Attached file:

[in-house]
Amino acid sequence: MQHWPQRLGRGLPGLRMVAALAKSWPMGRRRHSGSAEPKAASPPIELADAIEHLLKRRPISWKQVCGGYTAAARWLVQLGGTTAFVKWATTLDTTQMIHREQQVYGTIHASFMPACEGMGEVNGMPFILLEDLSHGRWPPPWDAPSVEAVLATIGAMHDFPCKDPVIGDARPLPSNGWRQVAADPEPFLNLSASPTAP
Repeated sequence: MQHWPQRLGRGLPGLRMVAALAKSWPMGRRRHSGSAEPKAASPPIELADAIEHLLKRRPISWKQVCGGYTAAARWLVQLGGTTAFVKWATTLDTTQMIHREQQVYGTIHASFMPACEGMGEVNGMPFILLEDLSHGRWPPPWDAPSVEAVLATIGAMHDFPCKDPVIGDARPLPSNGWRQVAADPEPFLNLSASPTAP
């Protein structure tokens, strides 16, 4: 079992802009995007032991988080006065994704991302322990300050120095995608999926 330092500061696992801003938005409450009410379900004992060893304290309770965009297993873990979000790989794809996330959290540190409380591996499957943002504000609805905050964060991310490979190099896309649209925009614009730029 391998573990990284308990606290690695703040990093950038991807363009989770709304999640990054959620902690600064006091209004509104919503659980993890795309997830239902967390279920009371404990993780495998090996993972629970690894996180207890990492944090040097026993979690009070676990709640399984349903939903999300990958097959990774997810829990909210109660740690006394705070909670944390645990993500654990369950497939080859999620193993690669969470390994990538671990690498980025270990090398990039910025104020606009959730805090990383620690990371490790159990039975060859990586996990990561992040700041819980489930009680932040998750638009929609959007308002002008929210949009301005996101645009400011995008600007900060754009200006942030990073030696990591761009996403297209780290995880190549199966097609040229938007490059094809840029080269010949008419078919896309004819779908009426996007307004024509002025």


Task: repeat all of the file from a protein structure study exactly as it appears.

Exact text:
[in-house]
Amino acid sequence: MQHWPQRLGRGLPGLRMVAALAKSWPMGRRRHSGSAEPKAASPPIELADAIEHLLKRRPISWKQVCGGYTAAARWLVQLGGTTAFVKWATTLDTTQMIHREQQVYGTIHASFMPACEGMGEVNGMPFILLEDLSHGRWPPPWDAPSVEAVLATIGAMHDFPCKDPVIGDARPLPSNGWRQVAADPEPFLNLSASPTAP
Repeated sequence: MQHWPQRLGRGLPGLRMVAALAKSWPMGRRRHSGSAEPKAASPPIELADAIEHLLKRRPISWKQVCGGYTAAARWLVQLGGTTAFVKWATTLDTTQMIHREQQVYGTIHASFMPACEGMGEVNGMPFILLEDLSHGRWPPPWDAPSVEAVLATIGAMHDFPCKDPVIGDARPLPSNGWRQVAADPEPFLNLSASPTAP
């Protein structure tokens, strides 16, 4: 079992802009995007032991988080006065994704991302322990300050120095995608999926 330092500061696992801003938005409450009410379900004992060893304290309770965009297993873990979000790989794809996330959290540190409380591996499957943002504000609805905050964060991310490979190099896309649209925009614009730029 391998573990990284308990606290690695703040990093950038991807363009989770709304999640990054959620902690600064006091209004509104919503659980993890795309997830239902967390279920009371404990993780495998090996993972629970690894996180207890990492944090040097026993979690009070676990709640399984349903939903999300990958097959990774997810829990909210109660740690006394705070909670944390645990993500654990369950497939080859999620193993690669969470390994990538671990690498980025270990090398990039910025104020606009959730805090990383620690990371490790159990039975060859990586996990990561992040700041819980489930009680932040998750638009929609959007308002002008929210949009301005996101645009400011995008600007900060754009200006942030990073030696990591761009996403297209780290995880190549199966097609040229938007490059094809840029080269010949008419078919896309004819779908009426996007307004024509002025």